Symeon Of Durham
SYMEON OF DURHAM was the author of two works of great importance in English history, especially in that of northern England, viz., the Ilistoria Dunelmensis Ecclesite and the Ilistoria Regum. Very little is known of his life. There is no record of the date of his birth or death. He was at Jarrow about 1080, before the monastic community moved thence to Durham (1083). He probably did not become a professed monk till some time after that event. In 1104 he was present at the opening of the coffin and the examination of the remains of St Cuthbert. Between 1104 and 1108 he composed his History of the Church of Durham, bringing it down to the death of William of St Carilef (1096). Many years later he compiled his Historic( Regum, which is a chronicle of Northumbrian affairs from the date at which Bede stops (731). He was also probably the author of a letter De Archiepiscopis Eboraci, but not of the treatise De .1firaculis et Translationibus sometimes attributed to him. Selden, in his introduction to Twysden's Decem Scriptores, attributes the Ilistoria Dunelmensis Ecclesim to Turgot, prior of that church ; but Mr Arnold, in the preface to his edition of Symeon's works, successfully disproves Selden's assertions. This work is original and of great value ; the Ilistoria Regum, on the other hand, is a compilation from various sources, brought down by Symeon to 1121 or 1129. Both works were continued by other hands.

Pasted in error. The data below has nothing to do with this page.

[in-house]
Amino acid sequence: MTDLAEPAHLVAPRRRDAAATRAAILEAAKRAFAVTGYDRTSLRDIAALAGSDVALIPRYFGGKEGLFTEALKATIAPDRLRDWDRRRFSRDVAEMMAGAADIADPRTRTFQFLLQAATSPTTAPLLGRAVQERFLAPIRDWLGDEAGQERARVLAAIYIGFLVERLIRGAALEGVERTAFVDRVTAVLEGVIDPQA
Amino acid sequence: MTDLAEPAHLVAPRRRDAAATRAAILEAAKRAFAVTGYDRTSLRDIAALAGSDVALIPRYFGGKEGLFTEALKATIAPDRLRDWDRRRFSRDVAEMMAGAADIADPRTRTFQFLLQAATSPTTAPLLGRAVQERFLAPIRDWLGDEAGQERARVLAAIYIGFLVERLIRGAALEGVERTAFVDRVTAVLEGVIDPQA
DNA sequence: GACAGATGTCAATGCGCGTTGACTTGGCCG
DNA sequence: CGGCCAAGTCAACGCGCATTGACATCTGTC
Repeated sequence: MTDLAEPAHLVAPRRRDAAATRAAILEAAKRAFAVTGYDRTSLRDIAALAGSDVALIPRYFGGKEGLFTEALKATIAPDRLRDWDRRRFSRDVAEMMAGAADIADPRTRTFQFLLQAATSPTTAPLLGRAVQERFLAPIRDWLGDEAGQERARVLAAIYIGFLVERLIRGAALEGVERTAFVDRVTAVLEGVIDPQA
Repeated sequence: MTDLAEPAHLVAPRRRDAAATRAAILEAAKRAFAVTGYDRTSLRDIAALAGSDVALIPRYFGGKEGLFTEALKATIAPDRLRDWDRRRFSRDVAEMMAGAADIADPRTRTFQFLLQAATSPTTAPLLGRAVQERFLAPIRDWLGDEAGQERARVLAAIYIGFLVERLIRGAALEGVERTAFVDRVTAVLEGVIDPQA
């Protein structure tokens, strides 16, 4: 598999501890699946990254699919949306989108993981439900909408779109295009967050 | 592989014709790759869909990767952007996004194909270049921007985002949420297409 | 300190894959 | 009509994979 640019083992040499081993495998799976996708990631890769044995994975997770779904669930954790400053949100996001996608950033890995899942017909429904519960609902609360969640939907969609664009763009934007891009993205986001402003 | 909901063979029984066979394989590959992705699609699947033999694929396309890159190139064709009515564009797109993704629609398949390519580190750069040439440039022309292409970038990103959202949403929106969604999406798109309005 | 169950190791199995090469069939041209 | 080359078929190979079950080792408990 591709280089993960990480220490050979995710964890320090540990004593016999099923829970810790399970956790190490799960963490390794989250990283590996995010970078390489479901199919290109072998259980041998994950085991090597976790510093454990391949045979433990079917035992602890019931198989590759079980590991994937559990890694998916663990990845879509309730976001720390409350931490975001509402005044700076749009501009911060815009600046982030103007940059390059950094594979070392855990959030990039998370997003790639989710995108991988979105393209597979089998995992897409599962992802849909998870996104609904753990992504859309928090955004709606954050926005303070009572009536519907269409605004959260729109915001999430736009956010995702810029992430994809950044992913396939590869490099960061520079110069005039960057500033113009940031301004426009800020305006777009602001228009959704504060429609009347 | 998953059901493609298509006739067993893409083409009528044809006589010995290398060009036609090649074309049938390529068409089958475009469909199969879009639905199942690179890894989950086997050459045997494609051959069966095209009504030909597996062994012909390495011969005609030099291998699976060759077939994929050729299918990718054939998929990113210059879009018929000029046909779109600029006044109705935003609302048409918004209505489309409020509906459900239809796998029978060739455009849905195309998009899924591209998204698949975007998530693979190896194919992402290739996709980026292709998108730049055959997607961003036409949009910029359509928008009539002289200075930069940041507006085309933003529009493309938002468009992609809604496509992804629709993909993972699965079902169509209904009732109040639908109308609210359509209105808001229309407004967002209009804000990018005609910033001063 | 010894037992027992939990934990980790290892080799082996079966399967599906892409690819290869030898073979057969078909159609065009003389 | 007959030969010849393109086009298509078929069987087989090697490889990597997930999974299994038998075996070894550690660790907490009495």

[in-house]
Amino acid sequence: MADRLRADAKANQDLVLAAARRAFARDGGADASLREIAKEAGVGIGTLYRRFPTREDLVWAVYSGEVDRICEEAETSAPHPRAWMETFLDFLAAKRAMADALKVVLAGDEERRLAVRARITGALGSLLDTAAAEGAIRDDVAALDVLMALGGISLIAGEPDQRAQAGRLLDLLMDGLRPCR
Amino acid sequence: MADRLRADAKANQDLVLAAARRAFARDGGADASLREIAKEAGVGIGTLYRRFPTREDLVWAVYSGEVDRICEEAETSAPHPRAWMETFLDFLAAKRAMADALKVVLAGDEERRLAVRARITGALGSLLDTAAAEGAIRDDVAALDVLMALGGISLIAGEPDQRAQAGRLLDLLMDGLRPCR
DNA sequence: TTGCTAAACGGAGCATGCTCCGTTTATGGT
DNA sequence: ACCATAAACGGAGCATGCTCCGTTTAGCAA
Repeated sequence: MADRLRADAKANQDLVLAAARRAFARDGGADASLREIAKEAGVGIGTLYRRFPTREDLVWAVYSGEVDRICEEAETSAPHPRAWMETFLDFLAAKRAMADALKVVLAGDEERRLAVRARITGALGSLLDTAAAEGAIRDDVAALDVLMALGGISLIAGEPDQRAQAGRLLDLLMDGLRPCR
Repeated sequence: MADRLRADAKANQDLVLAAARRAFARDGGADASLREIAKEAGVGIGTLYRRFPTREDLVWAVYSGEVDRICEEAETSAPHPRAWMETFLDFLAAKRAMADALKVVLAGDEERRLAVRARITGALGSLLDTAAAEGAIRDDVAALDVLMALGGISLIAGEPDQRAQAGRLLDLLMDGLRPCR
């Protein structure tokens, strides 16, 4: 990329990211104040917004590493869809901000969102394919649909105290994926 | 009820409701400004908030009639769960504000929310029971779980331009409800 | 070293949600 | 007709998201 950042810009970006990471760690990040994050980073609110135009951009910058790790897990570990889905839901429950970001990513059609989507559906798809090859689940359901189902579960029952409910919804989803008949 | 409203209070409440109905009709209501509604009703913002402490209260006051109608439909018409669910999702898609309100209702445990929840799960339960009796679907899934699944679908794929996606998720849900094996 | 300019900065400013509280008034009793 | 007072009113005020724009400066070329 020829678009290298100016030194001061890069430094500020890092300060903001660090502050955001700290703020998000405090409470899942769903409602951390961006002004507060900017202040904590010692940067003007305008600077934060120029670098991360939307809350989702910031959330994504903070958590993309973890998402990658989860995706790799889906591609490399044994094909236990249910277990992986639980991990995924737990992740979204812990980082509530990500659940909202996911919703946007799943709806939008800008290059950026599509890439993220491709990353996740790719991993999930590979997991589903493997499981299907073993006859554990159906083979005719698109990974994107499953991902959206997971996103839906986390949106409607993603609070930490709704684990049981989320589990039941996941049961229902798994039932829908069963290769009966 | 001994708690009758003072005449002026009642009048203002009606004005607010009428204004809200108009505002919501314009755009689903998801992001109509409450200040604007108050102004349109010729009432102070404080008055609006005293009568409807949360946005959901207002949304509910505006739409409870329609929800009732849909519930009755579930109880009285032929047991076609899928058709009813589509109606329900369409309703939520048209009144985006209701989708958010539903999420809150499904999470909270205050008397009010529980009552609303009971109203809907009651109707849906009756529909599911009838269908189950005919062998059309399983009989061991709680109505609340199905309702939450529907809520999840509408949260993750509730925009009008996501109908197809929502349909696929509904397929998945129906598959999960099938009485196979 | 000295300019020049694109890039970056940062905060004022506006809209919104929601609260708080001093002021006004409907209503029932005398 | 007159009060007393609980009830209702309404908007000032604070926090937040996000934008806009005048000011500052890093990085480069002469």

See Twysden, Decent Scriptores, and prefaces to Symeon's works, by Mr Hodgson Hinde (Surtees Society edition, 1868) and by Mr T. Arnold (Rolls Series edition, 1832-35).